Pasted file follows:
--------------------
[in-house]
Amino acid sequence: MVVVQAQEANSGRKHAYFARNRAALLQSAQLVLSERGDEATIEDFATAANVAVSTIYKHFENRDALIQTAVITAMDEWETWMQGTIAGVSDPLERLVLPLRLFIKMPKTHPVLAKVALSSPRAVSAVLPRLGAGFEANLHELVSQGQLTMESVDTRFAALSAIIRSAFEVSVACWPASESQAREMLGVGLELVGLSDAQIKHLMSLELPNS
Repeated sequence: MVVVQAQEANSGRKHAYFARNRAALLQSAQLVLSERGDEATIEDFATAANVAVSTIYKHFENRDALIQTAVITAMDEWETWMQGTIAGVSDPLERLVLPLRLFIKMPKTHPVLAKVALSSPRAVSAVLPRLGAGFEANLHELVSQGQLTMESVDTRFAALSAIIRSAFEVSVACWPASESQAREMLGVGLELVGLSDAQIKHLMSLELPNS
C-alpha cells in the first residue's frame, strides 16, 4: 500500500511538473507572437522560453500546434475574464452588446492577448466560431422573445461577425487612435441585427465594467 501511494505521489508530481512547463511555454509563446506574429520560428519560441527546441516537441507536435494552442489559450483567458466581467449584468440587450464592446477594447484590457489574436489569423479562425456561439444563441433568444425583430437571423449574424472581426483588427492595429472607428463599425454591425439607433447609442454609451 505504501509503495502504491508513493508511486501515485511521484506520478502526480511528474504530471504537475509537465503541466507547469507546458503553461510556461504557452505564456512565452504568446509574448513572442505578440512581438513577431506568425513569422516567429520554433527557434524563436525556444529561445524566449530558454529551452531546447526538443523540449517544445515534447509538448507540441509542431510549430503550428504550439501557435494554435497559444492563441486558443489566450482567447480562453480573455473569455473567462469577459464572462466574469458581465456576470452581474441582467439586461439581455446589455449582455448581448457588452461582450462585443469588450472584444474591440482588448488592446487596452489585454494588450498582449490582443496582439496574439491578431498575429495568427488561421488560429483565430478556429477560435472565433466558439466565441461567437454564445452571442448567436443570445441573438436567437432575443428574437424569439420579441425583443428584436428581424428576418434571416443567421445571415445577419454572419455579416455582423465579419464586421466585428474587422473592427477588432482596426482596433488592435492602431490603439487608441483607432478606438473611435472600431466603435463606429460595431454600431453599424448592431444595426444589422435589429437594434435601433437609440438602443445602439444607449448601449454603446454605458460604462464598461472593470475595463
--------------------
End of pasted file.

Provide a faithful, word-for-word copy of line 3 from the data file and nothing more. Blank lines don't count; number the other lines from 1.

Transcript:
Repeated sequence: MVVVQAQEANSGRKHAYFARNRAALLQSAQLVLSERGDEATIEDFATAANVAVSTIYKHFENRDALIQTAVITAMDEWETWMQGTIAGVSDPLERLVLPLRLFIKMPKTHPVLAKVALSSPRAVSAVLPRLGAGFEANLHELVSQGQLTMESVDTRFAALSAIIRSAFEVSVACWPASESQAREMLGVGLELVGLSDAQIKHLMSLELPNS